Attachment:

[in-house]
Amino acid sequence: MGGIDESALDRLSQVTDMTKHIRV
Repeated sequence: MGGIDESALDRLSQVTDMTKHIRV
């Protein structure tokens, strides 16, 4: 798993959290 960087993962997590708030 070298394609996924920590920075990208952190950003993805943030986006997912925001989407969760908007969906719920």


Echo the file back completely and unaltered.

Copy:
[in-house]
Amino acid sequence: MGGIDESALDRLSQVTDMTKHIRV
Repeated sequence: MGGIDESALDRLSQVTDMTKHIRV
């Protein structure tokens, strides 16, 4: 798993959290 960087993962997590708030 070298394609996924920590920075990208952190950003993805943030986006997912925001989407969760908007969906719920």